This issue of sampling is the most common explanation for why quantitative research is becoming more unreliable. A lengthy and wide-ranging New Yorker article by Jill Laporte in November 2015 centred on the problem and its impact on democracy. In an accompanying podcast, Laporte said that fewer than one in ten Americans now agrees to be interviewed by phone or in person. She blames, in part, a US law which bars companies calling numbers at random. However, the same problems exist in the UK, which does allow random dialling. In fact they’re worse:  ICM has to ring 20,000 phone numbers in order to get 1,000 responses – a response rate of 5 percent. Internet respondents are, of course, self-selecting. 


A minority view is that polls are affecting political behaviour. FTI Consulting, for example, says that the prospect of an indecisive result in the 2015 British elections so spooked voters that they decided through some mysterious telepathic process to coalesce around the Conservatives. This is a convenient view because it means that the commercial findings, from which market research companies make real money, would still be reliable: typically, only the client sees those findings so they would not affect respondent behaviour. The British Polling Council, however, does not like this explanation and says that there is no evidence of a late swing (they also fear that this thinking might lead to new legislative curbs on political polling activity). This, though, is exactly what seems to have happened in last week’s referendum vote.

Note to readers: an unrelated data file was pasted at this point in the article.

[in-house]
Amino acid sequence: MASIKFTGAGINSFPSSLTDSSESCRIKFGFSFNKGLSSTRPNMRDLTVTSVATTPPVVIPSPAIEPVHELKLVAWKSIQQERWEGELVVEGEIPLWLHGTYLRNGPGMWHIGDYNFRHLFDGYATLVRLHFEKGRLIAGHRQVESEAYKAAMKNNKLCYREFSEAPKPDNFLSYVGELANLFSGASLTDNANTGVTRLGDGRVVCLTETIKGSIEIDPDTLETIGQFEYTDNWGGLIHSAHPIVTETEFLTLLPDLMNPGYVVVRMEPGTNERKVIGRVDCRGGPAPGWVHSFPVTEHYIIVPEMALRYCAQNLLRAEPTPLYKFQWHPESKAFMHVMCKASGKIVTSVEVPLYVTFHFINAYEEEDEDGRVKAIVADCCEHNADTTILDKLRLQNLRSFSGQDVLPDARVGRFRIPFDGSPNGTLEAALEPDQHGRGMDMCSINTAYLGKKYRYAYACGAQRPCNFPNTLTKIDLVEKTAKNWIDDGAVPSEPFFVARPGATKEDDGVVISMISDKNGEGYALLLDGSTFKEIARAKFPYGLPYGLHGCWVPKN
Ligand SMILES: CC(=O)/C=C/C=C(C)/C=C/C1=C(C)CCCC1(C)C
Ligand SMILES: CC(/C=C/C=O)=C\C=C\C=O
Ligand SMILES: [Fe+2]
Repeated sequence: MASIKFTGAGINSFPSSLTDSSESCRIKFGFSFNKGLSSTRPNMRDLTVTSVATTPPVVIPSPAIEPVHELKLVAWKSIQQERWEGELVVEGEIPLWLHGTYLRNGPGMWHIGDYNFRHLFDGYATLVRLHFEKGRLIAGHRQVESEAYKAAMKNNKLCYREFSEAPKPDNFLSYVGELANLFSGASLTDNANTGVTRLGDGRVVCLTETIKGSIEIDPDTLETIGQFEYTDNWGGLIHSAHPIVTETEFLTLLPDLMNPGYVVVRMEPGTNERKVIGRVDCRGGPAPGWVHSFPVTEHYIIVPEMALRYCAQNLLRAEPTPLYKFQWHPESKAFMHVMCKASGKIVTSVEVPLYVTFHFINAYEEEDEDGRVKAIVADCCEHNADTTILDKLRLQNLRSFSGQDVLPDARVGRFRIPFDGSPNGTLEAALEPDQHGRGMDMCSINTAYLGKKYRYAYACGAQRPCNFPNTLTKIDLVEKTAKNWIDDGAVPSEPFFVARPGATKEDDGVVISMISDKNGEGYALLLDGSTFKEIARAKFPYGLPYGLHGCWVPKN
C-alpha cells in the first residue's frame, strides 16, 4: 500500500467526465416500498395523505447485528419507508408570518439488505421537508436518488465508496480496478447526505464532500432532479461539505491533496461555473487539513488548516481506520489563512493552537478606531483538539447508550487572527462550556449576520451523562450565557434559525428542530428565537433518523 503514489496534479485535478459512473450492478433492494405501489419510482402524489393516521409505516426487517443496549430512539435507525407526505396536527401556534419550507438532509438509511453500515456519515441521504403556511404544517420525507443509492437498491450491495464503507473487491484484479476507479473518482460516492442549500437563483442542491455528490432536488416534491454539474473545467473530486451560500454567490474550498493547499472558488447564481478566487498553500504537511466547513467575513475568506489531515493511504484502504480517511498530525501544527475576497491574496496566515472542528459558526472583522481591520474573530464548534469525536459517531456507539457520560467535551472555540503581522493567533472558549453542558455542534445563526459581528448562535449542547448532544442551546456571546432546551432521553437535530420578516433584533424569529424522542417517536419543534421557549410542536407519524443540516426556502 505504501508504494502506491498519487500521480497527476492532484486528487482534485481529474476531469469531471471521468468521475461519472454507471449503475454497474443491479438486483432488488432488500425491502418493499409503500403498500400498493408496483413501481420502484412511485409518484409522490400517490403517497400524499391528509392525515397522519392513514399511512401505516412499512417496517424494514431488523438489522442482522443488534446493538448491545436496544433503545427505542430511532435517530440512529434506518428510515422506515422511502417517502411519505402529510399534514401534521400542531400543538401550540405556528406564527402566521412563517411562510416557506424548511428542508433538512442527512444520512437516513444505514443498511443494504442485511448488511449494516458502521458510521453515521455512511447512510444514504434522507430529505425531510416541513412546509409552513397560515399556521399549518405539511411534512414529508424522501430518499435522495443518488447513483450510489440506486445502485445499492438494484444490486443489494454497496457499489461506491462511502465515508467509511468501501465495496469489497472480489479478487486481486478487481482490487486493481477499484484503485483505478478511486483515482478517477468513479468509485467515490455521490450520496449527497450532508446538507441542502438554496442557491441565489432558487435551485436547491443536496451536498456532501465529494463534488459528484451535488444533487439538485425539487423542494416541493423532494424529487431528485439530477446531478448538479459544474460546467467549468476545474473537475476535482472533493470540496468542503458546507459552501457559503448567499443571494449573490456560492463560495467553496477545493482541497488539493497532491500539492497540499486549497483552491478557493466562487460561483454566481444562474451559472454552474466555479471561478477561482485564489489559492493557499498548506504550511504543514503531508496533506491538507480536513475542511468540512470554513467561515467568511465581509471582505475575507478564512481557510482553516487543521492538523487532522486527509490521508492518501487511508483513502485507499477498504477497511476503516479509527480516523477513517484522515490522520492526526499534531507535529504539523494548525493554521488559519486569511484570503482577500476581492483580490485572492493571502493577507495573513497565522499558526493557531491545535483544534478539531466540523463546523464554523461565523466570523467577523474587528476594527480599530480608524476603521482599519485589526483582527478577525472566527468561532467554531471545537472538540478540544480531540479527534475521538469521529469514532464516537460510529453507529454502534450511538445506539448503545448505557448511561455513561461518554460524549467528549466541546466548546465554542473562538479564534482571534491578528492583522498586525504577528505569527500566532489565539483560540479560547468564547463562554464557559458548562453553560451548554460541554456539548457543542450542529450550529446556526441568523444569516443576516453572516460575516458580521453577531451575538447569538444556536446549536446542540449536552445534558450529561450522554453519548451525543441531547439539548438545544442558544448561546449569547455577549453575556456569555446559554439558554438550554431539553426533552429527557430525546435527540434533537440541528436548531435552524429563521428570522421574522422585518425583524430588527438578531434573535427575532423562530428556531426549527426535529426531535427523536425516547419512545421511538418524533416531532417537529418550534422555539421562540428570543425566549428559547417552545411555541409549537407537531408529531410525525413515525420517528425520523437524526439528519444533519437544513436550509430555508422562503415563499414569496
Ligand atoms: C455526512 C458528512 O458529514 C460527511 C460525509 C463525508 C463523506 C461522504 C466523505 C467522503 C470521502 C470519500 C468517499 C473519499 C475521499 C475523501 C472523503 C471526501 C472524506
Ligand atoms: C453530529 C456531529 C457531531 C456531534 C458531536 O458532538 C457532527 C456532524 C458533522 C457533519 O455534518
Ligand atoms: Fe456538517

The three big problems

We think that there are three more fundamental problems. We have written about the first before. It’s the political aspect of my behaviour in the gym poll: respondents know how polling results are used and they want to use their answers to change the actions of others. Researchers at the US National Bureau of Economic Research call this “cheerleading” in an excellent 2013 paper. The cheerleading, applied to real voting, is what led to the unexpected Leave vote.